trauma, triumph, and pea pesto

pea pesto2

When I was a little girl – my mother always bought season tickets for the symphony orchestra and took (dragged) me along. I had to get all dressed up in skirts or dresses and stockings and good shoes or boots. I had a little gold hair-band with pearls on it that dug in behind my ears and gave me a headache. And I had to behave which meant sitting absolutely still and listening. And not talking. Or coughing. Or sniffling. Or even yawning. It was painful.

I was usually the youngest person in the entire audience and in order to pass the time, I made up games. I used to count bald heads. Or count how many times the people around me coughed, or scratched, or yawned. Or see how many people were wearing spectacles or the colour green or fur coats. Or watch to see who was eating candies and then attempt to will them to make eye contact with me – in the hopes that someone would send something my way. (Once early on, a sweet old grey-haired gentleman smiled at me and sent a stick of chewing gum along the row for me – leaving me ever hopeful that it might happen again.)

Sometimes I watched the musicians – trying to figure out who was making what noises with their instruments – or wondering things about them like what they liked to eat or where they lived.

Then at intermission, my mother would ask me questions about what we had been listening to – to name the composer or the piece of music. And she would ask me if I’d heard the oboe, or the piccolo, or the French horn. I hated this line of questioning because outside of the obvious instruments like the harp or the piano, the violins or the drums – I really had no idea.

I know my mother was only trying to educate me. But I wished she would inflict this particular torment on my brothers – who never once had to attend a symphony concert.

So it surprises me now that I actually like classical music. And that I often tune my car radio in to classical stations to avoid all the talk and cacophony on other stations. Last week, I was driving along when the announcer introduced a piece by Gustav Mahler and I was transported back in time.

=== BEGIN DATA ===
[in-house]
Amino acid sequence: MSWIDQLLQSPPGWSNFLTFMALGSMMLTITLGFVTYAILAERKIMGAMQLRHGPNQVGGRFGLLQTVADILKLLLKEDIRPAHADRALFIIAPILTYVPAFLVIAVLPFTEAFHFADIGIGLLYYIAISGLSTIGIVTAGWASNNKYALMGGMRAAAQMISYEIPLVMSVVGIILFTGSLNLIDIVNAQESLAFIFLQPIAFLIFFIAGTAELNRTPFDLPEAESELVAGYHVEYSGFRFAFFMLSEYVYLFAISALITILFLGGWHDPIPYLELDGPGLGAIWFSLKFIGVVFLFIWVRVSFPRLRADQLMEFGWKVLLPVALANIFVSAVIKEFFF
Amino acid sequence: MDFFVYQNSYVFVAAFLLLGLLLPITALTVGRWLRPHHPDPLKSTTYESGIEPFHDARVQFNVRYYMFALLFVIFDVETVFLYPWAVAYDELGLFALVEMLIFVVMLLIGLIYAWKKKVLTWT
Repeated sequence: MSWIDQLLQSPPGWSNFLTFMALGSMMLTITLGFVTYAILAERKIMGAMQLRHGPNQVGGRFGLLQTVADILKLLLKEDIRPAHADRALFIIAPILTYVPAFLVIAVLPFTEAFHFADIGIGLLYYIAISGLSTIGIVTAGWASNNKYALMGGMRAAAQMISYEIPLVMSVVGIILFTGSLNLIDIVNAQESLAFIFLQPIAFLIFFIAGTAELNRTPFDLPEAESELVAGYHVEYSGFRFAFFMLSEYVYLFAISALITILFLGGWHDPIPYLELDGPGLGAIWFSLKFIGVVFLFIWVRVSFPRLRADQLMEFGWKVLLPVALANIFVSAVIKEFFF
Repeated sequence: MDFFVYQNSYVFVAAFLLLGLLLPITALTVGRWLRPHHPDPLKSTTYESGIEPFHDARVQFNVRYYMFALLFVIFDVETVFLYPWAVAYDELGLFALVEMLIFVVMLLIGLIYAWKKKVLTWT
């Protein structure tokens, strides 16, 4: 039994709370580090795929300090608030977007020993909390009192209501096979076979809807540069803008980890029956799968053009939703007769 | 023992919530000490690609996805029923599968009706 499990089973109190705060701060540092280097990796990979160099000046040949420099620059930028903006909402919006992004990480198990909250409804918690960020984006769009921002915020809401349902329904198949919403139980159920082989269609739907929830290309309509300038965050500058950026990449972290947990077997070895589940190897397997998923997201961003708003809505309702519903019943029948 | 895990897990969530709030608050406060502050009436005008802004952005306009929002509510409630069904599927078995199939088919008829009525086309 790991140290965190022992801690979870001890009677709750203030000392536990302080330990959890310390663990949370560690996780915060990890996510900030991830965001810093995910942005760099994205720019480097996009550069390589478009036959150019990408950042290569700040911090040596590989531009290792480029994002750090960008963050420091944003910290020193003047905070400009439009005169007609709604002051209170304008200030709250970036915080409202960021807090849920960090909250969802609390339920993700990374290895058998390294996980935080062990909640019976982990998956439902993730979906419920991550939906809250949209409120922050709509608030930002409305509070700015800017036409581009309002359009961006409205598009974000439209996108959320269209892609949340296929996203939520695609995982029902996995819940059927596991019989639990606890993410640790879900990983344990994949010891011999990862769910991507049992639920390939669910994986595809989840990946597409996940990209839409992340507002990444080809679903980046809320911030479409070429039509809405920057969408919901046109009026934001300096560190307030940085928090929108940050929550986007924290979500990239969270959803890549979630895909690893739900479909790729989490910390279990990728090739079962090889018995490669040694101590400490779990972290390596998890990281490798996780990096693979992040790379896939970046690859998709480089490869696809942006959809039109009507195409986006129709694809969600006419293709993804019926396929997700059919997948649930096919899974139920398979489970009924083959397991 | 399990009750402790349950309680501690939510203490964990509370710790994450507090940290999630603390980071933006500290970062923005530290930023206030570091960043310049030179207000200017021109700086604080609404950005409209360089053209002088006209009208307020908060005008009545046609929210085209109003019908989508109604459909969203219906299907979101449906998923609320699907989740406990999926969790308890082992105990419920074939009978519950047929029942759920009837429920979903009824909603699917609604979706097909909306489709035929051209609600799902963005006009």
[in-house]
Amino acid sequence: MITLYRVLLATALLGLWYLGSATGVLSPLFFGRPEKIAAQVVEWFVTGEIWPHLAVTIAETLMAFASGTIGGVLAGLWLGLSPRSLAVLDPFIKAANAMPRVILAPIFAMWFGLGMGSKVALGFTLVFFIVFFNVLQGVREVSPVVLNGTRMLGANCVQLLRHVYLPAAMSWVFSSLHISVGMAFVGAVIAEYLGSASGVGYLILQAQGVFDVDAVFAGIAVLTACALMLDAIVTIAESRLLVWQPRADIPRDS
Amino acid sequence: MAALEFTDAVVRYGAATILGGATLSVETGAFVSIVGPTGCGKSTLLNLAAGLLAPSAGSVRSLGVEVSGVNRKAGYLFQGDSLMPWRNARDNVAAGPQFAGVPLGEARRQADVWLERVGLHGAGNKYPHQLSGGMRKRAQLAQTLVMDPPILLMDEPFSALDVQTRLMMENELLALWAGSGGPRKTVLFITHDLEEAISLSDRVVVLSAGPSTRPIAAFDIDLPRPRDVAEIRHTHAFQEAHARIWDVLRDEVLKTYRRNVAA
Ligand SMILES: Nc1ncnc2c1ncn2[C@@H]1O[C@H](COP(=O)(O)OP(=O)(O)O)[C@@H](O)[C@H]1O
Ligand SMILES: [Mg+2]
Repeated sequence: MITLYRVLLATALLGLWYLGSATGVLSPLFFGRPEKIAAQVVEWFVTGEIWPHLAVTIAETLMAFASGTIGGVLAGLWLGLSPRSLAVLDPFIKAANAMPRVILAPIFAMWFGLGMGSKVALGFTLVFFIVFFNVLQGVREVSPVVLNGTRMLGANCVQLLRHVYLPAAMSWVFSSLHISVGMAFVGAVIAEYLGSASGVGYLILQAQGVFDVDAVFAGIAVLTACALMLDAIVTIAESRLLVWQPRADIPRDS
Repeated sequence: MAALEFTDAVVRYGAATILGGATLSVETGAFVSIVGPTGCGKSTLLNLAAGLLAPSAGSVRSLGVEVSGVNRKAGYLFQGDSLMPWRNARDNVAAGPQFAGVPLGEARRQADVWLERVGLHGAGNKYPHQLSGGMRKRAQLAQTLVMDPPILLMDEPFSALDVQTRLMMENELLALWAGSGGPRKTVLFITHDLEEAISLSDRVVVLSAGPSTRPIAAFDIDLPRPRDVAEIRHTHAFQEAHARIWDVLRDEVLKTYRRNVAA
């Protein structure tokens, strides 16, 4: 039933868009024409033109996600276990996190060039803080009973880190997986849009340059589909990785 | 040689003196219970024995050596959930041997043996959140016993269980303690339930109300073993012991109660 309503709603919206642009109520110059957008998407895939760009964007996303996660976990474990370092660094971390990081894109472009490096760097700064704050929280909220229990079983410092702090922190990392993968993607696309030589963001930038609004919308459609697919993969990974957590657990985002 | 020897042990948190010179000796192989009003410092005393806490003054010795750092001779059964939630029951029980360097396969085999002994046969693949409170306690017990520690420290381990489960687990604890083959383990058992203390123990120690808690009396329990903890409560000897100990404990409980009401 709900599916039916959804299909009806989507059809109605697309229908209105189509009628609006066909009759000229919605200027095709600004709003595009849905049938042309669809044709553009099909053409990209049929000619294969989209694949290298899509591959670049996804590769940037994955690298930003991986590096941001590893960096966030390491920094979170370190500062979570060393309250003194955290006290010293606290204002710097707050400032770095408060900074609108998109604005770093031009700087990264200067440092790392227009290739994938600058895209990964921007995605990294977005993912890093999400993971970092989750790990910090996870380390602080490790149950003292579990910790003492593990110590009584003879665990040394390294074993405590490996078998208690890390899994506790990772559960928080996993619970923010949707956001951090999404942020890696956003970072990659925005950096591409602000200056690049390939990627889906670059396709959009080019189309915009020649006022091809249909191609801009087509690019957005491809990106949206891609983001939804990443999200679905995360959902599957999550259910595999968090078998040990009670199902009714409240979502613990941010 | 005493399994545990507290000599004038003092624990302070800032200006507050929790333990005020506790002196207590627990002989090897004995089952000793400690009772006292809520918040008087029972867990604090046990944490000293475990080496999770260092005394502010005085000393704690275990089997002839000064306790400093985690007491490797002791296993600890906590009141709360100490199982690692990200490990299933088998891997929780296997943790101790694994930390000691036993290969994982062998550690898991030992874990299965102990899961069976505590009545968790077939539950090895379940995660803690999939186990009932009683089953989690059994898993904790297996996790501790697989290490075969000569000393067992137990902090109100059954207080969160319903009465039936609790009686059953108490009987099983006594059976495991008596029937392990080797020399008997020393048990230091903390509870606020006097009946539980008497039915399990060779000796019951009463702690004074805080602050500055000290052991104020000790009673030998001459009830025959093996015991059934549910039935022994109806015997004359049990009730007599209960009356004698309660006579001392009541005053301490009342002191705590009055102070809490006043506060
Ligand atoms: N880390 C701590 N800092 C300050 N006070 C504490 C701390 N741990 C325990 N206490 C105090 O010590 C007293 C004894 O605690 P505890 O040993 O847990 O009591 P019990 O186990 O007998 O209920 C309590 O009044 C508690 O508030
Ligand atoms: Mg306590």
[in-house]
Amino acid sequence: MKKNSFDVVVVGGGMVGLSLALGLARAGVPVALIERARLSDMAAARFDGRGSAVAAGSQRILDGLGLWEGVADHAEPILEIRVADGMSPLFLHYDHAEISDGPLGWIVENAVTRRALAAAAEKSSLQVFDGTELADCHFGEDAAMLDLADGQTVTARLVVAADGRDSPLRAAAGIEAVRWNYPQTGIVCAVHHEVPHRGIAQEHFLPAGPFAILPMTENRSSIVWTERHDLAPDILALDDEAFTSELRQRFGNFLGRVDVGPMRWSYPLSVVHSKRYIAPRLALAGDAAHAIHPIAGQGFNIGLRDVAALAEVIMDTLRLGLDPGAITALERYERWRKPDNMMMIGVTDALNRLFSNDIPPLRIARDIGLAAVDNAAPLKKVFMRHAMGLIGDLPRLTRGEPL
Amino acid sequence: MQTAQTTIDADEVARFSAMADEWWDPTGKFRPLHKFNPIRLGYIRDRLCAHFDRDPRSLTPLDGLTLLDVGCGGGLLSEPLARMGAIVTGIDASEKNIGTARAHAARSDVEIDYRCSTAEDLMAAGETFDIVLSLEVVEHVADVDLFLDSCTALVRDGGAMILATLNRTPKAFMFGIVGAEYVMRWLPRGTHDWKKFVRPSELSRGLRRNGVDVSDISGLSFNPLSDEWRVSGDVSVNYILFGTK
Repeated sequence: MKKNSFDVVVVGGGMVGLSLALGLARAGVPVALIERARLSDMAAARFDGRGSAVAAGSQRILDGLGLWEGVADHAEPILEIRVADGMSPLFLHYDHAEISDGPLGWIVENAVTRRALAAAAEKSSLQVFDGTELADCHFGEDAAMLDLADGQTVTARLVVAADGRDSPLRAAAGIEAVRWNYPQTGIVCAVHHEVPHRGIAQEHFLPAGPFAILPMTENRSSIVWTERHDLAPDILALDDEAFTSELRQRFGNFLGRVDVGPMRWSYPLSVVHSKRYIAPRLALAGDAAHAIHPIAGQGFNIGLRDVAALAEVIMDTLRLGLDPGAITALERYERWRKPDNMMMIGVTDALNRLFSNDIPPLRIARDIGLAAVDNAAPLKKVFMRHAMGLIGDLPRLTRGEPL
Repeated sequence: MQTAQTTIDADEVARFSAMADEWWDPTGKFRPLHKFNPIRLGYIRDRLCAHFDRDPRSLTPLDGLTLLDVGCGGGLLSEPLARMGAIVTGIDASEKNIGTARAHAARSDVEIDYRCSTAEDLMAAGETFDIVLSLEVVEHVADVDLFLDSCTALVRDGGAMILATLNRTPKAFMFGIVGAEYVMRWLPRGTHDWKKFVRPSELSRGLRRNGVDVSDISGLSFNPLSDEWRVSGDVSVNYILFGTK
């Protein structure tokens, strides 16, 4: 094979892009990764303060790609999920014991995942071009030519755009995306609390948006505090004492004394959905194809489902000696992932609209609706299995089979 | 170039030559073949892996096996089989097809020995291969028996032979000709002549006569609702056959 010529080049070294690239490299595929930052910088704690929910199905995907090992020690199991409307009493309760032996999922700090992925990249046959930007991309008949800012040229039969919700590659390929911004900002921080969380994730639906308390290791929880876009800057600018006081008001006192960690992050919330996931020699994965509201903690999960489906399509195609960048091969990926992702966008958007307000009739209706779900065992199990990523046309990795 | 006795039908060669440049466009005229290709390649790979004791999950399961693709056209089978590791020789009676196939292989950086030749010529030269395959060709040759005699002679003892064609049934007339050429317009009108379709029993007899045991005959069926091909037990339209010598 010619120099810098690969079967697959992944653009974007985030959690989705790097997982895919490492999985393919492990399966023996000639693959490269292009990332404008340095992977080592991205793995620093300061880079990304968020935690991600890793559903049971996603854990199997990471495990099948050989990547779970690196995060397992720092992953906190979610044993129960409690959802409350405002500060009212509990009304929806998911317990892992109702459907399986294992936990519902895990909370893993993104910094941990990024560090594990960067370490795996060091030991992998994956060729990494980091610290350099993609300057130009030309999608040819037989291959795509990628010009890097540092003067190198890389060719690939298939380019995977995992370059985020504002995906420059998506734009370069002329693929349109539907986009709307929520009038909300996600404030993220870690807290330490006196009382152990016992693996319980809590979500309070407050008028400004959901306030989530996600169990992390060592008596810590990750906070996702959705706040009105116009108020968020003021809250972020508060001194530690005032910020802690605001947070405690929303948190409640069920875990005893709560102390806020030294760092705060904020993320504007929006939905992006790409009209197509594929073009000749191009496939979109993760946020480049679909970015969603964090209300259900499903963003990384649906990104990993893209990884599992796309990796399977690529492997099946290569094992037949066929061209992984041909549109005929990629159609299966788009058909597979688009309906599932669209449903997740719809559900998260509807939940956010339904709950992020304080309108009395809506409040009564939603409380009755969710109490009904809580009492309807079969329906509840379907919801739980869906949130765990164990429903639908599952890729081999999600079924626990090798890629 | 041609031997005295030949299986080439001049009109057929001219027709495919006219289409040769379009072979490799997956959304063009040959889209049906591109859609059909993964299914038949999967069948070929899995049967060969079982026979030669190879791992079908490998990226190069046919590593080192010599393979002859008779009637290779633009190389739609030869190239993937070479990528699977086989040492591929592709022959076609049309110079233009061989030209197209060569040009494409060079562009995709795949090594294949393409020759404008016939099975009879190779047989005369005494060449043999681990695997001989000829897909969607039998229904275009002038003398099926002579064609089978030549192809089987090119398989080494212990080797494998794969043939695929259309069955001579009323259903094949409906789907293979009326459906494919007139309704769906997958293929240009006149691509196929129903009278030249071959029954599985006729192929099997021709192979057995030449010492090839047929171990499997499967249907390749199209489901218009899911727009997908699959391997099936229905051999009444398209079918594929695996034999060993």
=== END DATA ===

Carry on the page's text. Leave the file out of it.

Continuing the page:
I remember Mahler because the conductor once told the audience that young Gustav Mahler composed his first real piece at age six. I was about seven at the time, and remember feeling hopelessly inadequate.

That early composition of Mahler’s was a funeral dirge combined with a polka. At that stage of his life, Mahler lived over a tavern next door to a funeral parlour. Though he could not have known at age six, that first piece, tragic and comic, basically foretold the story of Mahler’s life which was an endless series of traumas and triumphs.

I love that Mahler used the tragedy and trauma in his life to create some of the most beautiful, emotional music ever written. The elements of sorrow and joy juxtaposed, counterbalance each other to create harmony.

I know that none of this has anything to do with pea pesto. Except that, I recently made this to take to a potluck appetizer dinner. I knew there would be a lot of sinfully rich things and this healthy pea pesto was the counterbalance. I did also bring some stuffed dates and some champagne! But I like the simplicity of this pesto and how fresh it tastes. I like almost any kind of pesto – a concentrated way to eat greens.

Pea pesto works well as a dip (almost like pea hummus) with a sliced baguette but is also good served with pasta (or on crostini)- just add some grated pecorino or some other really tasty Italian cheese. Light the candles. Pour wine. Put on the Mahler. Enjoy.

Pea Pesto

1  1/2 cup frozen peas, defrosted
1 clove garlic, minced
1/3 cup olive oil
1/4 cup pinenuts – (can substitute walnuts)
1/4 cup grated parmesan cheese (easily omitted for a dairy-free, vegan version)

Dump all the ingredients into your food processor. Whiz until it reaches the desired consistency – should be along the lines of hummus.


19 thoughts on “trauma, triumph, and pea pesto